3) Use my existing mortar and pestule (rough textured and fits about 2 cups) to crush wheat berries to use as an additive for a nutritional boost to my bread that won't be as much as freshly ground flour, but could still be more nutrition than I currently have (will the enzyme process in sourdough work on coarser grain in an overnight fermentation?) Then I could take the money and get a cast iron griddle that could not only be used to cook with but could also be stored in the oven for a source of radiant heat similar to placing ceramic tiles on the rack below the bread when baking. I could also get a Mr. Beer because even though it would be the brewing equivalent of Kool-aid (I'm interested in brewing, but only after I've settled in to a larger budget), I've long thought the little plastic keg looked cute and when I'm done with school I've earned the right to a hangover with no social guilt, mommy status aside.

I also have a food processor, I suppose I can use that as an option for busier grinding days if I go with #3. So, what would you do?

pizza fool's picture
pizza fool

ABED why so much starter when so little is used?

Howdy! Long time lurker first time poster. I'm a teacher and bake a lot in the summer but not so much during the school year.  So during the summer I'm up for ridiculousness and during the school year I switch to Leahy.  Anyway, I've got my first sourdough starter in the fridge, a pain au levain in the oven and sourdough pizza in the fridge, all from Reinhart's ABED.  It's been 5 days since I made my starter and I guess it needs to be refreshed.  Reinhart's recipe is for 25 oz of starter, but i gather I can keep a much smaller starter if I keep the ratios the same.  So I'm curious, if all his sourdough recipes call for a very small amount of starter to create a 6-8 hr sponge, why does he have us keep 25 oz on hand?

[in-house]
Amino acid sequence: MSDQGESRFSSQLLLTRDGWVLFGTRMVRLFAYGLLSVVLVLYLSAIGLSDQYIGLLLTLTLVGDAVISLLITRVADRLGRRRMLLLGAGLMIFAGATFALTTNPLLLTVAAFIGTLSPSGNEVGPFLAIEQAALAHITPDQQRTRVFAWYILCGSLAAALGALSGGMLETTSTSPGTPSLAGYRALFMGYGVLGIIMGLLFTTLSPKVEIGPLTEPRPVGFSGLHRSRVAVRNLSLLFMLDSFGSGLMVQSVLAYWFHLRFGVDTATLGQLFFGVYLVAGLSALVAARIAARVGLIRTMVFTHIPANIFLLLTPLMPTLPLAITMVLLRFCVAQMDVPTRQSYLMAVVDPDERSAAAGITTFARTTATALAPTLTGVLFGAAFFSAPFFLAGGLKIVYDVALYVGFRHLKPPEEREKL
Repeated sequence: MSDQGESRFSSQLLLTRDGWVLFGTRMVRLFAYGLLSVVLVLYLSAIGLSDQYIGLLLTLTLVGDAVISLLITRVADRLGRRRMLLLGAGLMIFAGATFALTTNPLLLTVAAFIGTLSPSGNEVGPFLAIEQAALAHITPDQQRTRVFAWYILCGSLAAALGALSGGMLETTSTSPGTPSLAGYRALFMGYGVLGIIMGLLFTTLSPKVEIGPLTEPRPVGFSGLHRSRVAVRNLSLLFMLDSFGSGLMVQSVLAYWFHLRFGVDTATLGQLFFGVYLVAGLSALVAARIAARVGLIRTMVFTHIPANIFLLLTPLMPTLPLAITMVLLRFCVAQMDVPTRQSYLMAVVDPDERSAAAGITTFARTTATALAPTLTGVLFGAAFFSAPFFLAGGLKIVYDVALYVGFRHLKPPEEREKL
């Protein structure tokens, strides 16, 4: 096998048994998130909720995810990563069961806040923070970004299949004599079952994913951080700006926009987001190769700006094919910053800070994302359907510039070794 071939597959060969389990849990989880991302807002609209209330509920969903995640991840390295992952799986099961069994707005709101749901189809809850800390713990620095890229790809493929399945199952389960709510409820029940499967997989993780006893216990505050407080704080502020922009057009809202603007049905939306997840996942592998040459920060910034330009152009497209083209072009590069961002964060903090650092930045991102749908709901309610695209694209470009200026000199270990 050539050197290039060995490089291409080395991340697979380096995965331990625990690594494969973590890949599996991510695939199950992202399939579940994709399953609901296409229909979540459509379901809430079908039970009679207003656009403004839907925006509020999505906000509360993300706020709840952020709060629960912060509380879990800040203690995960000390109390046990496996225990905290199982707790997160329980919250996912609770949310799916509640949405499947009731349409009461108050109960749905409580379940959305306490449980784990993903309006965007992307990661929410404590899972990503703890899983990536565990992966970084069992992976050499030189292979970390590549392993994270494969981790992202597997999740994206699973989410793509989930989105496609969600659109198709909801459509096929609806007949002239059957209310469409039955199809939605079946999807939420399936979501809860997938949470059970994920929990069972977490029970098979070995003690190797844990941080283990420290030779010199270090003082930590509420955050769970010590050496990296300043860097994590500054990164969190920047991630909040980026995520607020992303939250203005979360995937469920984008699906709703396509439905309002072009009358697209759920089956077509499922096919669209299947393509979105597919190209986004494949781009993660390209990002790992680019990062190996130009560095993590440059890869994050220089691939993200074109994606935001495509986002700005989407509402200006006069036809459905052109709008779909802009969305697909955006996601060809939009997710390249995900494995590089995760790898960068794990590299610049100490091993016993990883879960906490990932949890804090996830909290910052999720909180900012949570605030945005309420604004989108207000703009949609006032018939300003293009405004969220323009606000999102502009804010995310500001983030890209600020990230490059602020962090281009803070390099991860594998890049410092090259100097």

yozzause's picture

2 doughs in 2 days

So whilst i was waiting for the 50% Wholemeal feta and olive to bake i thought i could easily make another dough so i decided to try something different i would make this dough and do a bulk ferment with no stretch and folds  and see what we ended up with.

 3 kgs of Flour,  2 litres of Water , 1 Kg of SD/Culture  and to this i added 60g of Salt, i also decided to take a wetter step forward and added an additional 100g of water. i mixed the dough in the big Hobart mixer and stopped  and gave the dough a spell for 5 minutes  twice during the mix.

The dough went into a big plastic bucket with a lid similar to those Nappy buckets (do they still have them) at 7.00AM and came back to my office after i had distributed the bake, all before most of the other staff  had even turned up for work.

i checked on the dough's progress through the morning and not long after lunch determined it was ready,it had visually almost trebled insize,and the poke test showed that it was holding the shape of the indent of my index finger. it was also perfect timing that the lunch service at the training restaurant was almost finished  so i would be able to scale off the dough and shape it onto the boards.